There are scientific reasons why human beings are hard-wired to appreciate a good story. Stories serve the biological function of encouraging good behavior and conformity to social rules.
Most importantly, stories are a tool of persuasion. Certain neurotransmitters must be present in the brain for it to “change”, and they are especially in attendance when a person is curious, is predicting what will happen next and is emotionally engaged. (The author acknowledges (and recommends) The Storytelling Animal: How Stories Make us Human by Jonathan Gottschall.) This explains why successful religious texts are not written as lists of nonfiction arguments or points. They are stories. Stories about love, rivalries, betrayals, disasters, journeys and friendships. So if you want to persuade, present your narrative as a tale, and aim to bring out the human aspect of the story. In the words of Bernard Hanotiau, speaking on the advocacy panel at the recent inaugural YSIAC Conference in Singapore: “A good memorial should read like a good novel”.
(One caveat here: Don’t make up any of the facts and don’t get carried away. The tribunal is not going to find in your client’s favour based solely on your ability to entertain!).
4. See your Role as that of Assisting the Tribunal
Your role is not to score points against your opponents. It is to present your client’s case to the best of your ability and ensure that the tribunal has everything it needs to make a decision (preferably in your client’s favour). Co-operation between Counsel will be far more helpful (and impressive) to a tribunal than salvos exchanged between Counsel, however clever.
Further examples of helpful behavior to a tribunal may be as follows:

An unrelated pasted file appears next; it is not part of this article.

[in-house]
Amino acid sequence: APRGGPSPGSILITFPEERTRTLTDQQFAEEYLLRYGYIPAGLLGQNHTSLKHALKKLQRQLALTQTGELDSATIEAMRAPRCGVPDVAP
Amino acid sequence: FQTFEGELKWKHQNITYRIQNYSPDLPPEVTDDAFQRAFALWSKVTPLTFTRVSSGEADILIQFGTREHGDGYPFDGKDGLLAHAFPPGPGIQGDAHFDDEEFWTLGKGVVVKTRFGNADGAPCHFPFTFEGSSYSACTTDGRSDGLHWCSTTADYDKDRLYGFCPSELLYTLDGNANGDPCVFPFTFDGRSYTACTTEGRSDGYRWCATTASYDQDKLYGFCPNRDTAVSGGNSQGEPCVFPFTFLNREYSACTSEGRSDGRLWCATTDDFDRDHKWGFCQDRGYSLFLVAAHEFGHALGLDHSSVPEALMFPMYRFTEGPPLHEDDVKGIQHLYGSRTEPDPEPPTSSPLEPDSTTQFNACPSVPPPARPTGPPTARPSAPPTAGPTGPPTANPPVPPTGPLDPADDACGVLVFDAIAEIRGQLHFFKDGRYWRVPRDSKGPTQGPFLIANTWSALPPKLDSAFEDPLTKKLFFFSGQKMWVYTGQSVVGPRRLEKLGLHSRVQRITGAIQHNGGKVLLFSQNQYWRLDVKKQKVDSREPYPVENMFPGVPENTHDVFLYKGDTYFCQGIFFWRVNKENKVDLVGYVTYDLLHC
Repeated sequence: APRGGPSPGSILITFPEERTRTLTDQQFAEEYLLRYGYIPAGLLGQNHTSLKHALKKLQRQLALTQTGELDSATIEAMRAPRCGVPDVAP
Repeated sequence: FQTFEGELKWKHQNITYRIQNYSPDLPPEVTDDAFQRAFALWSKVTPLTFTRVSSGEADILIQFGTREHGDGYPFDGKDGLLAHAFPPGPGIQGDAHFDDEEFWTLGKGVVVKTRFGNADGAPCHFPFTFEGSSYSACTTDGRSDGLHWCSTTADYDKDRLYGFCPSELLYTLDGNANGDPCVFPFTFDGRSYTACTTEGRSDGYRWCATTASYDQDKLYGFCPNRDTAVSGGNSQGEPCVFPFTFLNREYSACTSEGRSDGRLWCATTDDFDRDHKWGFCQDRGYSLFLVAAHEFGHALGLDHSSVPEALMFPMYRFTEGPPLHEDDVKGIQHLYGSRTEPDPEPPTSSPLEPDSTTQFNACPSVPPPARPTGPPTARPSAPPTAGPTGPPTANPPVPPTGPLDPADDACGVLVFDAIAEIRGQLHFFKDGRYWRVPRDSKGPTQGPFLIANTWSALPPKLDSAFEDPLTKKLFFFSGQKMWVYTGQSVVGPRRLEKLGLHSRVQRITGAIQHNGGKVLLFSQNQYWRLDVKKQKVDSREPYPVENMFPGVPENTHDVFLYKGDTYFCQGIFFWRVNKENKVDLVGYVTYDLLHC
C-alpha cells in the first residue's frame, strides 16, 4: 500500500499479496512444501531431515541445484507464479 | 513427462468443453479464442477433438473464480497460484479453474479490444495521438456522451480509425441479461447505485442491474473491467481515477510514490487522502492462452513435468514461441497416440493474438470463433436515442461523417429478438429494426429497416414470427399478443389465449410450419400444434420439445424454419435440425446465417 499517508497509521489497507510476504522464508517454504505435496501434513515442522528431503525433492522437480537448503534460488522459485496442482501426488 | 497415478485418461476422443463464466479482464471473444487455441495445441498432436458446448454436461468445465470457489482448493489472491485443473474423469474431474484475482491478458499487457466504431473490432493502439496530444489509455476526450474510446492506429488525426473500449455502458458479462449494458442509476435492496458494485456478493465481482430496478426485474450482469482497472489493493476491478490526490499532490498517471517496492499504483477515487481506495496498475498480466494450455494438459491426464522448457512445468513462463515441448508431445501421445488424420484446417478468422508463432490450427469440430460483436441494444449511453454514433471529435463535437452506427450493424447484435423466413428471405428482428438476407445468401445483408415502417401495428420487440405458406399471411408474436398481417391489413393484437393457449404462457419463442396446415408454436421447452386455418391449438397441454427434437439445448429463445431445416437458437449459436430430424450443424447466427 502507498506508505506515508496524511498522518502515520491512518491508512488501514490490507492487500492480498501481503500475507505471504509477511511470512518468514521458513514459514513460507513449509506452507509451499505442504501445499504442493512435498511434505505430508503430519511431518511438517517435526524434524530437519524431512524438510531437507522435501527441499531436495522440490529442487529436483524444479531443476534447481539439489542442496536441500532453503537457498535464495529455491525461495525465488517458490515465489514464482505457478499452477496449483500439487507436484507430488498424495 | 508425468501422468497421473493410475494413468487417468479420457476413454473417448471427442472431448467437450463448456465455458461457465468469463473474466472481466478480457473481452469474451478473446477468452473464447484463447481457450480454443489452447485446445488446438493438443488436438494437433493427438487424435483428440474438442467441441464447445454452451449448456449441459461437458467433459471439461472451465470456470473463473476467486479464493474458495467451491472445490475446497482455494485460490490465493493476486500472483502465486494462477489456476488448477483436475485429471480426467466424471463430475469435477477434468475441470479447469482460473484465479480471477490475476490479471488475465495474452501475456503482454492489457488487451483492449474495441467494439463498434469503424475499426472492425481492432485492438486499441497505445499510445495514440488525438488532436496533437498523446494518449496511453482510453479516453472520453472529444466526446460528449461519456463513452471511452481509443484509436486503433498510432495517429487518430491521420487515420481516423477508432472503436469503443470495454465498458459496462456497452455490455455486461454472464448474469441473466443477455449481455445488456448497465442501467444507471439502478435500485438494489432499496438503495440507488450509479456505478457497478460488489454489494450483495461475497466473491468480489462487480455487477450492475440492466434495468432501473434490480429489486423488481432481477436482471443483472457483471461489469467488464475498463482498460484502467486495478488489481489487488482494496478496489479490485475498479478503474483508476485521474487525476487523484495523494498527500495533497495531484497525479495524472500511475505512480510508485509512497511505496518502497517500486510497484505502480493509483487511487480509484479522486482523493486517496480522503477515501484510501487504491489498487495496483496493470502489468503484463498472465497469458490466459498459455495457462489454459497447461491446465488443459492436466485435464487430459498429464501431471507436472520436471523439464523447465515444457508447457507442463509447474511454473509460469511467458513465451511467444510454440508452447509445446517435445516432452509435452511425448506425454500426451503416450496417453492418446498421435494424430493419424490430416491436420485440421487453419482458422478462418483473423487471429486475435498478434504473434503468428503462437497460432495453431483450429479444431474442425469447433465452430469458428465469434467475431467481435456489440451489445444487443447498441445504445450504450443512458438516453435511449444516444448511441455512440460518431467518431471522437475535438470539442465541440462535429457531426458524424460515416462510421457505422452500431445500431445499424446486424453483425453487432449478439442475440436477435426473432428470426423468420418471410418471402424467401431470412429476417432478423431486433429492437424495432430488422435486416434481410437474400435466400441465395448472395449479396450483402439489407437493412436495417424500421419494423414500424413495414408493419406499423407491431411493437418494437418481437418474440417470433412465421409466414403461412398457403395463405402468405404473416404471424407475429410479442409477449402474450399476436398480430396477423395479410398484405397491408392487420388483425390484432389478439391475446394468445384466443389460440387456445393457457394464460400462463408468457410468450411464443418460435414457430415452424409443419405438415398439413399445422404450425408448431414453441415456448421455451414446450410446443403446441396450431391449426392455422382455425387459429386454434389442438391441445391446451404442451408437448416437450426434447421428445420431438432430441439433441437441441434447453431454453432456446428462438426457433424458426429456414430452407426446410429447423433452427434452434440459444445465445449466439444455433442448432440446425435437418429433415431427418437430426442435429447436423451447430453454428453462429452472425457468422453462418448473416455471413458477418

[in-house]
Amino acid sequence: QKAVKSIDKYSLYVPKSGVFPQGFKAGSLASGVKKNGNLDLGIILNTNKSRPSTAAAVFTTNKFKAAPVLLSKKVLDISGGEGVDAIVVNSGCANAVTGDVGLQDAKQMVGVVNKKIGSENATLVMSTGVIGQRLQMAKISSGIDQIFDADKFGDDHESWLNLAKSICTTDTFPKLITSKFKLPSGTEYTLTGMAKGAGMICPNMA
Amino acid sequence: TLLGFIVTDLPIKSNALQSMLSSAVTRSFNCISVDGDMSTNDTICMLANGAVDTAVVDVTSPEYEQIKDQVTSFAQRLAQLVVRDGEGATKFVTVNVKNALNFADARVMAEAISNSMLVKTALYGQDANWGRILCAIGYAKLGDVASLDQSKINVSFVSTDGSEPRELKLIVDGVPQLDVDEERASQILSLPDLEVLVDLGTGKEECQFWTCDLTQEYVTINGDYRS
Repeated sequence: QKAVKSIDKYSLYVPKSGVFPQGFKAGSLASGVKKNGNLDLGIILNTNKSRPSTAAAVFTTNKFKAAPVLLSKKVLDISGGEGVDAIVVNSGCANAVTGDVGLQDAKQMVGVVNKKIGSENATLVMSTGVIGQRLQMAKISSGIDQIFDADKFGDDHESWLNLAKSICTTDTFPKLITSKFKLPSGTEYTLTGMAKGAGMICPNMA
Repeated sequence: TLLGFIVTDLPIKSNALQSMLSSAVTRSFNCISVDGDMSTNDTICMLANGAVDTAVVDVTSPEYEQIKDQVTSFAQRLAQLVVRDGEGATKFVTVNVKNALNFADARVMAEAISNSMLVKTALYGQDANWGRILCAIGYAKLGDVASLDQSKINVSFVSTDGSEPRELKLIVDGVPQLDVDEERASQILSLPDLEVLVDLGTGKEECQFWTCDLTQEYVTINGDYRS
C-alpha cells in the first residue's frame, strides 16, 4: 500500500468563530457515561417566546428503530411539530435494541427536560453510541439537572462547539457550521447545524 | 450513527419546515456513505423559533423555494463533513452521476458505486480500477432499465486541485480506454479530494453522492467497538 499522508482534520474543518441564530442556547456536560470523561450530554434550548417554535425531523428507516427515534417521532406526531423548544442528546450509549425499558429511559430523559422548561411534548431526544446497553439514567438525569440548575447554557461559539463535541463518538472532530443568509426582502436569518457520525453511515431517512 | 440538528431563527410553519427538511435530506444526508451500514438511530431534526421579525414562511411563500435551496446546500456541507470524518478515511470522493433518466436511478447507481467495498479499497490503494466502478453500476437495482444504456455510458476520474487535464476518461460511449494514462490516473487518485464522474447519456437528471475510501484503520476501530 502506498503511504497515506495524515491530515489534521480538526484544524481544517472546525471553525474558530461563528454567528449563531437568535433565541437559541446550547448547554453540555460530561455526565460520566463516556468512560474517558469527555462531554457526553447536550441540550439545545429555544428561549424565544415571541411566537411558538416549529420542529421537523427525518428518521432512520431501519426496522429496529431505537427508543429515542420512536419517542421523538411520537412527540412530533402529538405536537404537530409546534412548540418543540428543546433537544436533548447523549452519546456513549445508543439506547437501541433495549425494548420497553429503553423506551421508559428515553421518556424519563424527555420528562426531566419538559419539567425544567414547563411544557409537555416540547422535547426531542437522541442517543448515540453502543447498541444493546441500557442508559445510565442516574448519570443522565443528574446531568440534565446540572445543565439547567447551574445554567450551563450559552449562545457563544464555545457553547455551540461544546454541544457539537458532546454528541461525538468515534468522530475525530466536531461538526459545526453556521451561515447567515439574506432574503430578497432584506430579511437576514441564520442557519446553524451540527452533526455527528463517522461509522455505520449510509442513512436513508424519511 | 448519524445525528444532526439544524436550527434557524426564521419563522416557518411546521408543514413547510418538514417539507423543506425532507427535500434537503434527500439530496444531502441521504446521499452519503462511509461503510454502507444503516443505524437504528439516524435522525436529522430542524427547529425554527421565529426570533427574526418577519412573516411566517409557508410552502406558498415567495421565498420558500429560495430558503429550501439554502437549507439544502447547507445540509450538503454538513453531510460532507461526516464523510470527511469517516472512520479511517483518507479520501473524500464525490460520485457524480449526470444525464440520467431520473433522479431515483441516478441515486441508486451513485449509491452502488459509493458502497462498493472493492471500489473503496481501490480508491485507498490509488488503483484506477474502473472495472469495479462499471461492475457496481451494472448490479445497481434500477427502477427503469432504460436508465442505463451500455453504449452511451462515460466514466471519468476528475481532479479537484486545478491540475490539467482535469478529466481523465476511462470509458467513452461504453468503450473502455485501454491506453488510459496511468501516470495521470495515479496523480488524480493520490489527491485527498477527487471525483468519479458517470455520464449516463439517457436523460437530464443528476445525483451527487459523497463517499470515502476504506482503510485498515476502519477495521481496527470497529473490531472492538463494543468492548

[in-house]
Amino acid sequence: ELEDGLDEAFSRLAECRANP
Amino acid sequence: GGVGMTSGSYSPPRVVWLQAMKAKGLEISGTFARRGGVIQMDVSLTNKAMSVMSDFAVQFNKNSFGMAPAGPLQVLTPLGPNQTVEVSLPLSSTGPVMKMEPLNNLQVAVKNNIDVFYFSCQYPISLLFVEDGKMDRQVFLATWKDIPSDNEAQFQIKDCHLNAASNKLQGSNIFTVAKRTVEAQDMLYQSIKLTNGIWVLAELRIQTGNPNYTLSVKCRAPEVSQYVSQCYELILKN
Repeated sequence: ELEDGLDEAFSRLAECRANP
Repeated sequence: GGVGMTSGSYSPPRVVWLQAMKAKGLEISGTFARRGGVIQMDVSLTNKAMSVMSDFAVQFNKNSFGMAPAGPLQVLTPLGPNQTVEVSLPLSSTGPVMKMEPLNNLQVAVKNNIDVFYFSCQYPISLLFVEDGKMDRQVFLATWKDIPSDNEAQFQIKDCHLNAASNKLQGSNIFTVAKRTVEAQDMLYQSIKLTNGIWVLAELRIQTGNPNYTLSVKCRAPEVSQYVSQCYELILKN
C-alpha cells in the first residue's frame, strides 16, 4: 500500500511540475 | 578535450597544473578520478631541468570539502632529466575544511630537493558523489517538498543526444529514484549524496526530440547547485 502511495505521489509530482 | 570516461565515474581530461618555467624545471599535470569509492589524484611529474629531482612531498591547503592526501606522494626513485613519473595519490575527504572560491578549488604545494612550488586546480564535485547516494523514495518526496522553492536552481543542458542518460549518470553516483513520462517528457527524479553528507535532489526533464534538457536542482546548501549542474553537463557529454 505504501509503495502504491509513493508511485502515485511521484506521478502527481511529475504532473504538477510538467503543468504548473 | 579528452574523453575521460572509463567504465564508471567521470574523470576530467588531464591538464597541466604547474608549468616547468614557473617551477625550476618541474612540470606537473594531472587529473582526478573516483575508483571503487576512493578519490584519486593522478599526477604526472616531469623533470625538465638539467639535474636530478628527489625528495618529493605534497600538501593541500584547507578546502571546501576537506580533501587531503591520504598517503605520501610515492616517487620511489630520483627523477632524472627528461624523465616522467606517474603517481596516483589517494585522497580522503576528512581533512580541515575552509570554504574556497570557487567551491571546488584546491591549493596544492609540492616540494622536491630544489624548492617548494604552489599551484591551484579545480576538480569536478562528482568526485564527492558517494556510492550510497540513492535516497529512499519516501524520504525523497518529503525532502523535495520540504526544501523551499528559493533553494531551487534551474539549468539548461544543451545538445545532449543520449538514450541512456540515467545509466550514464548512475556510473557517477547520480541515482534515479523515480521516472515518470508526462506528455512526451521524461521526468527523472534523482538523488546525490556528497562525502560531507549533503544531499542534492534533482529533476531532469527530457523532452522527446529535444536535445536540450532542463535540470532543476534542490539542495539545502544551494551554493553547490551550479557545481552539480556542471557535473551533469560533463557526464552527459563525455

a. Organising your points in a structured way with the use of headings and diagrams where appropriate;
b. Relying only on authorities that are helpful and directly relevant, rather than electronically searching by keyword all the issues relevant to your case and sending the tribunal everything that comes out.
c. Not copying the tribunal on all your correspondence with your opponents (this may sound obvious, but experience suggests it is not so to all).
What would be most helpful to a tribunal in practically all cases would be for each Counsel to set out the issues; the options on each side in relation to each issue; and why the tribunal should find in their client’s favour on each issue. Sounds simple, doesn’t it? Judging from both talks, this ‘utopia’ of arbitration advocacy practically never occurs.
5. Less is More
This principle goes hand in hand with all those set out above. As Lucy Reed commented in her lecture entitled “Tribunal Decision-Making: Art, Science, Sport?” presented in Hong Kong in December 2012 (Cited in “If it Ain’t Broke, Don’t Change it” by Neil Kaplan, (2014) 80 Arbitration, Issue 2, pg. 170.), “focus not so much on what may go in an arbitrator’s head but more on how much can fit in an arbitrator’s head”.
Keep it short and succinct, and whatever you do, don’t bore the tribunal (the more verbose you are, the more risk there will be of this occurring). Bear in mind as well that the more reams of paper you throw at a tribunal, the less chance there is of it all being read.
Even a complex legal problem with a complicated factual matrix can capture the tribunal’s interest if presented clearly and succinctly, by Counsel seeking to communicate with the tribunal. Don’t forget that oral communication is a two-way dialogue. Eye contact is important, as is “reading” the audience you are communicating with to gauge whether they are following you, or need you to pause or explain something further. You may be a fantastic orator but you won’t get far in persuading the tribunal if you launch into a 50 page monologue worthy of Shakespeare without any thought for your audience.
I would be delighted to expand further on this point, but in the interest of keeping this blog short and succinct, I will have to end here.